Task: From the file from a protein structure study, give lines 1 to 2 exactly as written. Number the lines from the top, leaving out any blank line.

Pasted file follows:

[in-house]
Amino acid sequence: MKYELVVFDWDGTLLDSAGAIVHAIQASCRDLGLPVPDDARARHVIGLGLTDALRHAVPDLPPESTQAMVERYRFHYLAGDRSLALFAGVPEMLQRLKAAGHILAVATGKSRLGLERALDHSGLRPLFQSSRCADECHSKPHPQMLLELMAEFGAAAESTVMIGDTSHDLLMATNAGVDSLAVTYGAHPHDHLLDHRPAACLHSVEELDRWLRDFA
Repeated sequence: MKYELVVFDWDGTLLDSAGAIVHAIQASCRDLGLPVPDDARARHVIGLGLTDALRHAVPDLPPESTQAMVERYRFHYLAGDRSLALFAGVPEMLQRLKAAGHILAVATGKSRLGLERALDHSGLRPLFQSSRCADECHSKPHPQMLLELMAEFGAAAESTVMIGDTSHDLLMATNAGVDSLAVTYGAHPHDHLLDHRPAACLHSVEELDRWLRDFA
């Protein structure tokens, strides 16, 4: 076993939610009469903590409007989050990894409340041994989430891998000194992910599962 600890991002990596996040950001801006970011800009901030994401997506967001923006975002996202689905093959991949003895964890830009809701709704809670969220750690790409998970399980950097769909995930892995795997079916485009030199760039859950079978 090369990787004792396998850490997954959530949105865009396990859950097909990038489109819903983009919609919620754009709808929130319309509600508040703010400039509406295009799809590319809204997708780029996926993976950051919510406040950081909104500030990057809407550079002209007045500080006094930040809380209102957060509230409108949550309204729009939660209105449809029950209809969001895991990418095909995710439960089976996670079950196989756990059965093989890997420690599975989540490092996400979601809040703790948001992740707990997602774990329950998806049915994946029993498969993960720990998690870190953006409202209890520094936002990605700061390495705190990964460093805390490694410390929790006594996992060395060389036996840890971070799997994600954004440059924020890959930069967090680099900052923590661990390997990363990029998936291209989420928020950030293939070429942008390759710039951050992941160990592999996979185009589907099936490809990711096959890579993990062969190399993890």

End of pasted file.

[in-house]
Amino acid sequence: MKYELVVFDWDGTLLDSAGAIVHAIQASCRDLGLPVPDDARARHVIGLGLTDALRHAVPDLPPESTQAMVERYRFHYLAGDRSLALFAGVPEMLQRLKAAGHILAVATGKSRLGLERALDHSGLRPLFQSSRCADECHSKPHPQMLLELMAEFGAAAESTVMIGDTSHDLLMATNAGVDSLAVTYGAHPHDHLLDHRPAACLHSVEELDRWLRDFA